For decades, becoming a homeowner has been synonymous with the American Dream. While making the decision to buy a home is a big one, there are plenty of reasons why you should consider doing so when the time is right. Our latest blog post is going to cover just some of the many reasons homeownership is the way to go.
A report from the US Census Bureau reveals that one of the biggest contributors to wealth is homeownership. In fact, wealth inequality between homeowners and renters is quite significant, with homeowners’ median net worth being 80 times larger than renters’ median net worth. That’s because when you own a home and pay a mortgage, you’re building equity. You build equity in two ways: by paying down your mortgage loan over time and through your home’s appreciation.
Each time you make a mortgage payment, it slowly builds equity. In addition, real estate values tend to rise over time. This means that as you pay down your mortgage and your home value increases, you’re creating long-term wealth. Compared to paying rent where your landlord pockets the money and you see no return, owning your own home makes much more sense.
While there are plenty of mortgage programs available, the most popular continues to be a 30-year fixed-rate mortgage. Unlike rent, a fixed-rate mortgage doesn’t go up year after year. This means that your housing costs may decline over time. On the other hand, the average rent increase per year is approximately 3% to 5% and is up to the discretion of your landlord upon renewal of the lease. This means that if you’re looking for the peace of mind that comes with steady monthly housing payment, homeownership is likely your best option.
3. Tax Breaks
Many don’t realize that, as a homeowner, there are tax benefits for buying, owning, remodeling, and even selling your property. These benefits come in the way of tax deductions, which lower your taxable income therefore reducing your tax liability. A mortgage interest deduction means that the interest you pay on your mortgage can be deducted from your income and can equal big savings each year. You may also be able to deduct a portion of your property taxes. With federal tax returns, the law allows you to deduct up to $10,000, or $5,000 if married and filing separately, of your state and local taxes. Finally, when it comes time to sell your home, you may not have to pay taxes on any profit that you make. This depends on how long you owned and lived in the house before selling it as well as how much profit you made. For instance, if you lived in your home for two out of five years before the sale, up to $250,000 of profit is tax-free. If you’re married and file your taxes jointly, then the amount of tax-free profit goes up to $500,000.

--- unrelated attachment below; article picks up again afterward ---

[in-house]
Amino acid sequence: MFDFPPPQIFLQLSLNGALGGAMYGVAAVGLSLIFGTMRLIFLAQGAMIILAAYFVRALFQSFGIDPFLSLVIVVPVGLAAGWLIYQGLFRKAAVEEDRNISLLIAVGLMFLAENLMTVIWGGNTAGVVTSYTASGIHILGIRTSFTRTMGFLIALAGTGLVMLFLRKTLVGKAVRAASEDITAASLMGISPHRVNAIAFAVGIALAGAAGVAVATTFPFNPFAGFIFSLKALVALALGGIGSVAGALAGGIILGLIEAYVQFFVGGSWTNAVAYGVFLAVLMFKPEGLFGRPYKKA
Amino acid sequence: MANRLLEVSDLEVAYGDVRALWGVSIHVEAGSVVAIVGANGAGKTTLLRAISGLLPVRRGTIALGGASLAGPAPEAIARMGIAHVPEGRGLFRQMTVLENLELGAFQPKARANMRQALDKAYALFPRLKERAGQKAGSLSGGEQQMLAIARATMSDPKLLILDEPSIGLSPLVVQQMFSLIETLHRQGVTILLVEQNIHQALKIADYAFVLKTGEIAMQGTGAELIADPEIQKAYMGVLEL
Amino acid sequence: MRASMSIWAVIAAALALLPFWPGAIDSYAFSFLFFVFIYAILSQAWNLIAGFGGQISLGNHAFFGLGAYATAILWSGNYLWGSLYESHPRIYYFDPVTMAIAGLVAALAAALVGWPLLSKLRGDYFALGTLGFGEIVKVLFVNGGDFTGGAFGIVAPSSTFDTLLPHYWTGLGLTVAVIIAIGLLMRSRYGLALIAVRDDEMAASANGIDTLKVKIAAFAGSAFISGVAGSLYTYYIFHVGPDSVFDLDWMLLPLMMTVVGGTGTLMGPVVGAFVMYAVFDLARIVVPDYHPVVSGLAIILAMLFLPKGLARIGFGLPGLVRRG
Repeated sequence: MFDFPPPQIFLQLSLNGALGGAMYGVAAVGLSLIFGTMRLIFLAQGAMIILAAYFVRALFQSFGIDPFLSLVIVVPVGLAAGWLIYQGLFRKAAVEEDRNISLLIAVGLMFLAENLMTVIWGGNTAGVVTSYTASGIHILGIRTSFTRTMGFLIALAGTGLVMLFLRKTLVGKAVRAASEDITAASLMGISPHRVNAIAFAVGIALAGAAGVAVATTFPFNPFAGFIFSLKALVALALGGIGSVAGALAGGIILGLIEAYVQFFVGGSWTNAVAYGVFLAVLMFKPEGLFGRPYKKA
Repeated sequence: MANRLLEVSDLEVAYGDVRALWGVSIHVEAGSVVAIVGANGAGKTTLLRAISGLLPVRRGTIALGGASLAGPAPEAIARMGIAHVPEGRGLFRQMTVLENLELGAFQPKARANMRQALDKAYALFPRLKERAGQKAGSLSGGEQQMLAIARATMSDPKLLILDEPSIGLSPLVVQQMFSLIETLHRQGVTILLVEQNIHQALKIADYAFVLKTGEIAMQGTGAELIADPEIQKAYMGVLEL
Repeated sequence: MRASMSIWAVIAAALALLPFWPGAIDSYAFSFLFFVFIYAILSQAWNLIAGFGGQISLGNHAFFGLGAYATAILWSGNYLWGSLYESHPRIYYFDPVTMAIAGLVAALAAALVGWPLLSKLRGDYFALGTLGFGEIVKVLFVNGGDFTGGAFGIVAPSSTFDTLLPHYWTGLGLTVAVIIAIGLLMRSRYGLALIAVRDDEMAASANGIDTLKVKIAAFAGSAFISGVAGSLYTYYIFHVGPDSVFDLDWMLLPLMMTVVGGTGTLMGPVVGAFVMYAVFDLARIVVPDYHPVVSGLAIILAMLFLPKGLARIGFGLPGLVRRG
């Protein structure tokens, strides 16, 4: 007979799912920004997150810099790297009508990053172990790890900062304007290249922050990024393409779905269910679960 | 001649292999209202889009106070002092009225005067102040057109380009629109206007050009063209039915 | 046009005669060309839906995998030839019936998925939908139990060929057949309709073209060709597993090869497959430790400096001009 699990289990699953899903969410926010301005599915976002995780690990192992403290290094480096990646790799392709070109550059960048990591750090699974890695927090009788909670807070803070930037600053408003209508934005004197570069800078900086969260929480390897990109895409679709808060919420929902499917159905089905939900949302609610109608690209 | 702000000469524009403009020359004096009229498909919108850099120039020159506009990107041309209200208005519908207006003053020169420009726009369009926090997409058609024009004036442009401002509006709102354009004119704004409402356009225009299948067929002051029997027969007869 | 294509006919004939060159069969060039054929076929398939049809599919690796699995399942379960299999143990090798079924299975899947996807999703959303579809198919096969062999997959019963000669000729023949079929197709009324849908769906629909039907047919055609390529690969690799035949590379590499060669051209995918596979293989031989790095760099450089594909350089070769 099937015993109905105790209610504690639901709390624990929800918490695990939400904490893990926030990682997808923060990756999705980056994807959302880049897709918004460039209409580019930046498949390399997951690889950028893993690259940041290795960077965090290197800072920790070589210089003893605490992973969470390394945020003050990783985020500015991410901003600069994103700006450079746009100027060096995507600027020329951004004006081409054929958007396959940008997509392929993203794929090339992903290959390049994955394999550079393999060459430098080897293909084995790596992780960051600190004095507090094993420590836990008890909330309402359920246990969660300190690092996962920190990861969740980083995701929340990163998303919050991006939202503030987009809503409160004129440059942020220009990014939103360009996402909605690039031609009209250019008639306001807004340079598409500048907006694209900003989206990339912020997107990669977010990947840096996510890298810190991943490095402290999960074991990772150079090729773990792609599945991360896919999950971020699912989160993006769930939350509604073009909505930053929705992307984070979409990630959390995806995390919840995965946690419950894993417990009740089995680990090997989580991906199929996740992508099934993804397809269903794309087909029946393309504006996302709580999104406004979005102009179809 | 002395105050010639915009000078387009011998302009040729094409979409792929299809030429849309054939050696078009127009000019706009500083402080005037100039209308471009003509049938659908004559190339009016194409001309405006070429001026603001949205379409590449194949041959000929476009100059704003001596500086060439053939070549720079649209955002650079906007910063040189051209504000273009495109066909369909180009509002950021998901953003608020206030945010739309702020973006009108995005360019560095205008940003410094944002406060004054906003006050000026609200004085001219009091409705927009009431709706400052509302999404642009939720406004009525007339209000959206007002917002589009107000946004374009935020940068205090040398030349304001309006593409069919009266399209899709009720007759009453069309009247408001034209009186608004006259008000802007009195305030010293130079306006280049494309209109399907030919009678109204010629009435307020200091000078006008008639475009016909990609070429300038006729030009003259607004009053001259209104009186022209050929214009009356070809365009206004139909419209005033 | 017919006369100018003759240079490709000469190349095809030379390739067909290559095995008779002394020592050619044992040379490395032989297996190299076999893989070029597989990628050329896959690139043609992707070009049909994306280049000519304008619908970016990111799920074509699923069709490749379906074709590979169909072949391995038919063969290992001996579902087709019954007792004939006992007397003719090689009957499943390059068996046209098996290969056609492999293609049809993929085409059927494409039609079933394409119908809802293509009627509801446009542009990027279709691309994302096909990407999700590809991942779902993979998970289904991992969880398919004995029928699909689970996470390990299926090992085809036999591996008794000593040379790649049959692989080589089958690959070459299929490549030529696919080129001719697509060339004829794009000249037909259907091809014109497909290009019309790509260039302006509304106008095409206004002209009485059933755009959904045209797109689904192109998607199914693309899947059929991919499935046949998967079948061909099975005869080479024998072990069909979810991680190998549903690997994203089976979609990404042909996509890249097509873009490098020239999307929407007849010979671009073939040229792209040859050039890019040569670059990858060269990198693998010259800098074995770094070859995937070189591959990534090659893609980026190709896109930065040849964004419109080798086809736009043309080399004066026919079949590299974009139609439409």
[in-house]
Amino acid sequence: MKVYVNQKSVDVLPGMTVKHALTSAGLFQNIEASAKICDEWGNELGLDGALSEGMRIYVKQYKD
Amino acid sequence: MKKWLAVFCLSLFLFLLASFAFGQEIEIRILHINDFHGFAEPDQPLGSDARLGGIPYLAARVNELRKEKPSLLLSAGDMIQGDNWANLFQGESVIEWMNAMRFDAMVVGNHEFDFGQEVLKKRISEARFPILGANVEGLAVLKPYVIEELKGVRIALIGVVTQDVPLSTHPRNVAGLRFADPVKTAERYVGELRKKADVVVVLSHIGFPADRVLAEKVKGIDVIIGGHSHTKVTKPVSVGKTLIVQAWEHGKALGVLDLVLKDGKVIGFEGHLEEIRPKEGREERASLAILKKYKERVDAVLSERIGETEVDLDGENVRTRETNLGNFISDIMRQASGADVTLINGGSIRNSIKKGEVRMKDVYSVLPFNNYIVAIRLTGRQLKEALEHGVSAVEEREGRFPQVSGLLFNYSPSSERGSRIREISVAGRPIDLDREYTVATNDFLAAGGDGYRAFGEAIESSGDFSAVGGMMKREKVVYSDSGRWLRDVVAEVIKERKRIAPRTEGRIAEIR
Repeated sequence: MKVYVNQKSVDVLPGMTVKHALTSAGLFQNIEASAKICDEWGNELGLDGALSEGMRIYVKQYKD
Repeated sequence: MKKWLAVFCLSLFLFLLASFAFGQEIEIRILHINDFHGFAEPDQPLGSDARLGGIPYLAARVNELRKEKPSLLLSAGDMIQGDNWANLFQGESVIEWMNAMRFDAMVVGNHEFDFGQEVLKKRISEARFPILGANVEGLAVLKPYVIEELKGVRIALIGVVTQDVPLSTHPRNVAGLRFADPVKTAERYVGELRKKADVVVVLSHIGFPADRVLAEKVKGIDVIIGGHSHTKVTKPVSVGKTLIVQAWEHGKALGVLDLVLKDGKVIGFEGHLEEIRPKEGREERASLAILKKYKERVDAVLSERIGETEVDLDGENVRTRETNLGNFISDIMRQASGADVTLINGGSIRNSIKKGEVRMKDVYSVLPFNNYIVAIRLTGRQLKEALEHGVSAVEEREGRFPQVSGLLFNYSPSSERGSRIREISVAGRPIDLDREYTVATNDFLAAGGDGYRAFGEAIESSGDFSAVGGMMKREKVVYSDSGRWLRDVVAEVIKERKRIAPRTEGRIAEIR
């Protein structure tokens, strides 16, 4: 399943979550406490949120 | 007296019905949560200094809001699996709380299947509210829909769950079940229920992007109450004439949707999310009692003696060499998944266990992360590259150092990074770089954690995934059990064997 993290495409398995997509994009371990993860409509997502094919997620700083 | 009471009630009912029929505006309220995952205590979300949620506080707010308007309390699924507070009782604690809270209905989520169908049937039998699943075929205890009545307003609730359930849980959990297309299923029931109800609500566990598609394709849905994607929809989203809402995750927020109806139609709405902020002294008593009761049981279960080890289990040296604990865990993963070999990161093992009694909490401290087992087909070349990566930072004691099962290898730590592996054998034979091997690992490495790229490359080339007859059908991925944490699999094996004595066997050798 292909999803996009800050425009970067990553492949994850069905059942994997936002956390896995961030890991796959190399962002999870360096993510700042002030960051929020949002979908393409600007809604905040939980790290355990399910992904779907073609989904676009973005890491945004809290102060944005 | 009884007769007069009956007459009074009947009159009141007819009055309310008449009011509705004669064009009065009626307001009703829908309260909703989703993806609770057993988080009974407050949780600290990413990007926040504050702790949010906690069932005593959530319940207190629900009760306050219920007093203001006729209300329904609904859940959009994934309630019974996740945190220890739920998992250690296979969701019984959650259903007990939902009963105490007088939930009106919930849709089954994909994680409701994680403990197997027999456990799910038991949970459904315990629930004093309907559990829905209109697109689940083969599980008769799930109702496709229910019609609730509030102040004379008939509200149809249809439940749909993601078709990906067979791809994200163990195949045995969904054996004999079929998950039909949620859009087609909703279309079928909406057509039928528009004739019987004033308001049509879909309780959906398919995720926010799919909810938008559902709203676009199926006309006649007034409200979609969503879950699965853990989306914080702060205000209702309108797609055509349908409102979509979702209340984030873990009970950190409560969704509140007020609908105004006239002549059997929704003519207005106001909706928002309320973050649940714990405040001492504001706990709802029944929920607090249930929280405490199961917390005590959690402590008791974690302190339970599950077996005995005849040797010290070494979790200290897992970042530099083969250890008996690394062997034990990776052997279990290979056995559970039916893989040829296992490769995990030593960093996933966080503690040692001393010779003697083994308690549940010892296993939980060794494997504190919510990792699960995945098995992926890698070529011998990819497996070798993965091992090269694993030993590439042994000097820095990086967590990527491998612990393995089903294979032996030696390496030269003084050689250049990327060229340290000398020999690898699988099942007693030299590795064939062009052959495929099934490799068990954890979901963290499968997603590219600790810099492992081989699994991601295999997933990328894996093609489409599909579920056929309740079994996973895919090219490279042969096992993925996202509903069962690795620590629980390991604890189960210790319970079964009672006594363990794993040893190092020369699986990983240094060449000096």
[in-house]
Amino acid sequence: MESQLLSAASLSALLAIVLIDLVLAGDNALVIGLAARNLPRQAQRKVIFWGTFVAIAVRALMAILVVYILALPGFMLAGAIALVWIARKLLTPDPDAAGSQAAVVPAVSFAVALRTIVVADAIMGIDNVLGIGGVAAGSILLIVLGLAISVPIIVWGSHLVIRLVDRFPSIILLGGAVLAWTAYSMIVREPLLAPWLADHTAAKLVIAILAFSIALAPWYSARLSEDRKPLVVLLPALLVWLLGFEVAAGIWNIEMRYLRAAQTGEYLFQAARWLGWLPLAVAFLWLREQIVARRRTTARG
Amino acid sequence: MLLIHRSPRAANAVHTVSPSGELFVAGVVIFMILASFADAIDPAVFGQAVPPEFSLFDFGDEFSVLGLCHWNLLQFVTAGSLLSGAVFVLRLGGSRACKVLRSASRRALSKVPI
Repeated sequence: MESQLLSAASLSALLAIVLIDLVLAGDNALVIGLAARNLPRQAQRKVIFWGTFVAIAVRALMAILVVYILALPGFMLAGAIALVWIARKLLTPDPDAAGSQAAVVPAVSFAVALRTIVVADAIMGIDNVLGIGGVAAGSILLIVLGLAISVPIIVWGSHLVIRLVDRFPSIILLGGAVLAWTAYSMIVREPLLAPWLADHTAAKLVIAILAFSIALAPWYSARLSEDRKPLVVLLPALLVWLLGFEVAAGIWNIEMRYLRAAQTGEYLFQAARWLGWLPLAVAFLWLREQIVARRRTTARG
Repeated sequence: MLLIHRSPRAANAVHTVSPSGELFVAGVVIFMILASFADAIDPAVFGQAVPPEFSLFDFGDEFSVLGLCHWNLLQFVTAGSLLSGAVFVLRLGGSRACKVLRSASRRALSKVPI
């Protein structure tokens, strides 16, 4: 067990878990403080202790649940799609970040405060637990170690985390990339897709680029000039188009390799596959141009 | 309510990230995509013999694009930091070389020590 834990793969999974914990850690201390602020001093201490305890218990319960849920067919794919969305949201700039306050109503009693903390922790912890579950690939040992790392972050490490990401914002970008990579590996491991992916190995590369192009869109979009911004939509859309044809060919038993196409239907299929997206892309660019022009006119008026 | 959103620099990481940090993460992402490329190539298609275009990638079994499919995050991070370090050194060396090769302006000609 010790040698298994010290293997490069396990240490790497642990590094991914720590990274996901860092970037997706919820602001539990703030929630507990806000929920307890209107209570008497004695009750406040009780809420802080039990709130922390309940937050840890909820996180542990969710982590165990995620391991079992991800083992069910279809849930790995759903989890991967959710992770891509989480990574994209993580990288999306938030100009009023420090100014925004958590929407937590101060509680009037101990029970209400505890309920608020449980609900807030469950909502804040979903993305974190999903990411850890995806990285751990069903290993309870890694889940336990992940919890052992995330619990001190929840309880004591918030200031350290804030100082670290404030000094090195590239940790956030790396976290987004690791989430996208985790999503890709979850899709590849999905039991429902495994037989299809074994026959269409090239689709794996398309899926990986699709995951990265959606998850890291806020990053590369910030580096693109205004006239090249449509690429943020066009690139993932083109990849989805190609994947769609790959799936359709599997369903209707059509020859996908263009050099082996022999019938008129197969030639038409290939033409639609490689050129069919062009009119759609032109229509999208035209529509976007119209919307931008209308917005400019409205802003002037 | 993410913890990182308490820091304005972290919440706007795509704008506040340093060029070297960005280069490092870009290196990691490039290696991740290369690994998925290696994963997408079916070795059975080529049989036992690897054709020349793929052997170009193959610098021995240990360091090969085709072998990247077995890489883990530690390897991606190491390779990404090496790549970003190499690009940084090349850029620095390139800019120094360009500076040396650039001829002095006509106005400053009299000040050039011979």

Owning a home of your own means that you can paint your walls fuchsia, remove that hideous shag carpeting, and so much more. As a renter, it can be tough to make even the simplest of changes as it’s often spelled out in your rental agreement that you cannot alter the property in any way. As a homeowner, not only can you make changes that range from hanging pictures to remodeling your kitchen, but certain changes also increase your property value.
Something else to consider as a renter is the lack of privacy afforded to you. It’s common practice for landlords to add provisions to your lease that that entitle them to make unannounced inspections. This can be both stressful and frustrating for you as a tenant. While most states provide certain rights to renters, you still must be aware of anything in your rental agreement that restricts those rights.
5. Put Down Roots
In addition to financial benefits, research suggests that homeownership reaps long-term social benefits as well. A study conducted by the National Association of REALTORS(R) reveals better educational achievement and a higher rate of civic participation. Also, homeowners are usually happier and healthier than non-owners. There are also lower crime rates among homeowners, in part because stable neighborhoods spot perpetrators more easily. Being a part of a community where you’re involved in local government and the general well-being of those in it goes a long way to improving quality of life. When you buy a home, you’re making an investment in the areas school system, recreation areas, and policies that not only affect you but your neighbors.
Choosing to own a home is a big commitment. Being informed about what if means to be a homeowner and the benefits that come with the territory may motivate you to finally join the ranks of millions of Americans. If you’d like guidance on what options are available to you or even what steps you can make today to ensure mortgage approval when the time comes, contact a Silverton Mortgage professional and let them help you discover what the road to homeownership looks like for you.